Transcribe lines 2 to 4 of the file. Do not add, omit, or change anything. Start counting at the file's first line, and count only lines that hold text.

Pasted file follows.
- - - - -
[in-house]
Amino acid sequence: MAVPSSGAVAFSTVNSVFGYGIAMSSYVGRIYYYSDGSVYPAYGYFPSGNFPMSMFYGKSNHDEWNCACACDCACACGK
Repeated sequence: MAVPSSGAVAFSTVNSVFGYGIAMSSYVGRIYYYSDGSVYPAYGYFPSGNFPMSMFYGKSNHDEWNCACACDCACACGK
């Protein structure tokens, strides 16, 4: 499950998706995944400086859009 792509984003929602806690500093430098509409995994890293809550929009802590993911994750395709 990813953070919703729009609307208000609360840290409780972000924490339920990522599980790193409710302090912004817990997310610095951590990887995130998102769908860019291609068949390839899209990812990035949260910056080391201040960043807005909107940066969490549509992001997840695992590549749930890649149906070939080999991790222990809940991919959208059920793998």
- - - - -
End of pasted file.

Amino acid sequence: MAVPSSGAVAFSTVNSVFGYGIAMSSYVGRIYYYSDGSVYPAYGYFPSGNFPMSMFYGKSNHDEWNCACACDCACACGK
Repeated sequence: MAVPSSGAVAFSTVNSVFGYGIAMSSYVGRIYYYSDGSVYPAYGYFPSGNFPMSMFYGKSNHDEWNCACACDCACACGK
């Protein structure tokens, strides 16, 4: 499950998706995944400086859009 792509984003929602806690500093430098509409995994890293809550929009802590993911994750395709 990813953070919703729009609307208000609360840290409780972000924490339920990522599980790193409710302090912004817990997310610095951590990887995130998102769908860019291609068949390839899209990812990035949260910056080391201040960043807005909107940066969490549509992001997840695992590549749930890649149906070939080999991790222990809940991919959208059920793998």